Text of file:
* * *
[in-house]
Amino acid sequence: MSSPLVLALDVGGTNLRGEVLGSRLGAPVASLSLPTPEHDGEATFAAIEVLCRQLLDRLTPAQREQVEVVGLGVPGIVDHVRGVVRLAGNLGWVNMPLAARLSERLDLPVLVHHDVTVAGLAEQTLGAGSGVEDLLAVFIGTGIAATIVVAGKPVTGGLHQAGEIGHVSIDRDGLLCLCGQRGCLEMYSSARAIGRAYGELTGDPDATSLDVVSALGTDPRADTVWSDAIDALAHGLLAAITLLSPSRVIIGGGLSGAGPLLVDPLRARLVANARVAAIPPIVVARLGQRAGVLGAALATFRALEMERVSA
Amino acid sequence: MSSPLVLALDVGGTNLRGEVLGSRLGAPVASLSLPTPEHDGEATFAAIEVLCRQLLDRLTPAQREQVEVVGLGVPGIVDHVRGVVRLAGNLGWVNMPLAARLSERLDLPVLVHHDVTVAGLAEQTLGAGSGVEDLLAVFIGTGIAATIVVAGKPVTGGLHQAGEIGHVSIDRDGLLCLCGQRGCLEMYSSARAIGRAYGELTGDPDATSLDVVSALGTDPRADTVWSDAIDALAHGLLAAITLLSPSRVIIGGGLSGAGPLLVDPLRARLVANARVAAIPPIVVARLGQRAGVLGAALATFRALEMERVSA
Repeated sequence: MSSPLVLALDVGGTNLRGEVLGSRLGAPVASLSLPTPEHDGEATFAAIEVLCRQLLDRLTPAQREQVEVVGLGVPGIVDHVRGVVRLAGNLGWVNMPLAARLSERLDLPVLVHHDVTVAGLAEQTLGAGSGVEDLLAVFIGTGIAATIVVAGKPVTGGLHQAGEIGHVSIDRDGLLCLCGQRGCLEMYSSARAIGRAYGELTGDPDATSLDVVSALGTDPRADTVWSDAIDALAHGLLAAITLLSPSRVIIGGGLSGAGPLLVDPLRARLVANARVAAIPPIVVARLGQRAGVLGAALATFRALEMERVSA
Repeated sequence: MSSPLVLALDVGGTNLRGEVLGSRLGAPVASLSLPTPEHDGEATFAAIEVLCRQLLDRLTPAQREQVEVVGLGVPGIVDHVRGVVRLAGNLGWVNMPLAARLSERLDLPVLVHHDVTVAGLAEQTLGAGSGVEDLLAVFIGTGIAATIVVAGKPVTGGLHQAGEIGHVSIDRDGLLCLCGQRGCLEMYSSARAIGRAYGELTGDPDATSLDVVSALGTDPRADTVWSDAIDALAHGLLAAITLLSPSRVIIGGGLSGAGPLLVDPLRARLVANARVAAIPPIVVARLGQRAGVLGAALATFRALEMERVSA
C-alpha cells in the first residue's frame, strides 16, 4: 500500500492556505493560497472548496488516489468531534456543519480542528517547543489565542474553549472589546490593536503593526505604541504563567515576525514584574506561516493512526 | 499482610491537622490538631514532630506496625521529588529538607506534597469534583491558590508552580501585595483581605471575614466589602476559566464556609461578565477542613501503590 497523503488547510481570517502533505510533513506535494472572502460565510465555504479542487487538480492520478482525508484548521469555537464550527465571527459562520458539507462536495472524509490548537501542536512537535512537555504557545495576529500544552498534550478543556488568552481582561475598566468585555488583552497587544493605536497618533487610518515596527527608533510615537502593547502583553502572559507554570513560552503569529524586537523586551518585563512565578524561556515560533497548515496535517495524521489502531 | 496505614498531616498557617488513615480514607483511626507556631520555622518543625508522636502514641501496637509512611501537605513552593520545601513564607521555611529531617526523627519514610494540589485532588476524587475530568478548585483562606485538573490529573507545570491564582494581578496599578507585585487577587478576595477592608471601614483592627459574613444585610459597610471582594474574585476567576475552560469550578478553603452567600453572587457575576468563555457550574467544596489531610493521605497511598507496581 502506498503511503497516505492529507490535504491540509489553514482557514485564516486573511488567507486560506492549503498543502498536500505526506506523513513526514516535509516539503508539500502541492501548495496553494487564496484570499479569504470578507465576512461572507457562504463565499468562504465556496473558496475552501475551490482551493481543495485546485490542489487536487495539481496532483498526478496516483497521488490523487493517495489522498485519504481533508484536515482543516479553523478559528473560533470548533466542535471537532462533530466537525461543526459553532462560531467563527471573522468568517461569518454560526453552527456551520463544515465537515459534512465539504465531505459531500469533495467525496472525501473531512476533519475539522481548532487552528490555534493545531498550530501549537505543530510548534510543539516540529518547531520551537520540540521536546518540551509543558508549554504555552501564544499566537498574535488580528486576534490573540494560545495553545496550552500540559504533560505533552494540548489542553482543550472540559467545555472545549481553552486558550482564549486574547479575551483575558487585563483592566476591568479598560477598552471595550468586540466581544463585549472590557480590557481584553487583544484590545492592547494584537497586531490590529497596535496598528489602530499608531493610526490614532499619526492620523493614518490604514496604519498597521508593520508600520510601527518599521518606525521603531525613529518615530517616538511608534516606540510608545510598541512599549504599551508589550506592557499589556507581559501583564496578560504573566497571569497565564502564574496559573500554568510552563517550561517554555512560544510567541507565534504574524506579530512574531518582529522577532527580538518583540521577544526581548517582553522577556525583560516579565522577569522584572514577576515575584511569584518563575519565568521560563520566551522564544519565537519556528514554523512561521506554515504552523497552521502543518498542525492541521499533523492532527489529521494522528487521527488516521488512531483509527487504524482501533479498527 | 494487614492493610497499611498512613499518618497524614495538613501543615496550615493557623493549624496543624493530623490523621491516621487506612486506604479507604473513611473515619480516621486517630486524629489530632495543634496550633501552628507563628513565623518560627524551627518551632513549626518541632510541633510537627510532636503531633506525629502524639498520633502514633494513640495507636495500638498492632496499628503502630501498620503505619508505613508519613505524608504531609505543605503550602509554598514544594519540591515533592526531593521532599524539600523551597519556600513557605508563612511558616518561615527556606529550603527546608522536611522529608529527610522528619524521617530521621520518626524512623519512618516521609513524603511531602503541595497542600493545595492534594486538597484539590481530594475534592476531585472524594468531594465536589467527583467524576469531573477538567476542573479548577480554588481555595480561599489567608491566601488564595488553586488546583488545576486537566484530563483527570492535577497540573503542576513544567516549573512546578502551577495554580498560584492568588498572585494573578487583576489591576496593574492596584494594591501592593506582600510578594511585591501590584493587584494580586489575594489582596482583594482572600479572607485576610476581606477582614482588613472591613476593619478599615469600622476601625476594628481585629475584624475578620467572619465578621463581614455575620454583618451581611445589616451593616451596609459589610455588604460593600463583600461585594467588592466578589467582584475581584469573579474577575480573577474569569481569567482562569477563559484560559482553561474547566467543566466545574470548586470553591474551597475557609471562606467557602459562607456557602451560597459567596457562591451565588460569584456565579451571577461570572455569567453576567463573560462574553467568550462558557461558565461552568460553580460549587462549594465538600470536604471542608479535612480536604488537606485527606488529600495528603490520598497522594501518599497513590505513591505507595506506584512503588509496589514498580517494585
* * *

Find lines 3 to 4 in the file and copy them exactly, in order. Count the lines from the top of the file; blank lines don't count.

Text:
Amino acid sequence: MSSPLVLALDVGGTNLRGEVLGSRLGAPVASLSLPTPEHDGEATFAAIEVLCRQLLDRLTPAQREQVEVVGLGVPGIVDHVRGVVRLAGNLGWVNMPLAARLSERLDLPVLVHHDVTVAGLAEQTLGAGSGVEDLLAVFIGTGIAATIVVAGKPVTGGLHQAGEIGHVSIDRDGLLCLCGQRGCLEMYSSARAIGRAYGELTGDPDATSLDVVSALGTDPRADTVWSDAIDALAHGLLAAITLLSPSRVIIGGGLSGAGPLLVDPLRARLVANARVAAIPPIVVARLGQRAGVLGAALATFRALEMERVSA
Repeated sequence: MSSPLVLALDVGGTNLRGEVLGSRLGAPVASLSLPTPEHDGEATFAAIEVLCRQLLDRLTPAQREQVEVVGLGVPGIVDHVRGVVRLAGNLGWVNMPLAARLSERLDLPVLVHHDVTVAGLAEQTLGAGSGVEDLLAVFIGTGIAATIVVAGKPVTGGLHQAGEIGHVSIDRDGLLCLCGQRGCLEMYSSARAIGRAYGELTGDPDATSLDVVSALGTDPRADTVWSDAIDALAHGLLAAITLLSPSRVIIGGGLSGAGPLLVDPLRARLVANARVAAIPPIVVARLGQRAGVLGAALATFRALEMERVSA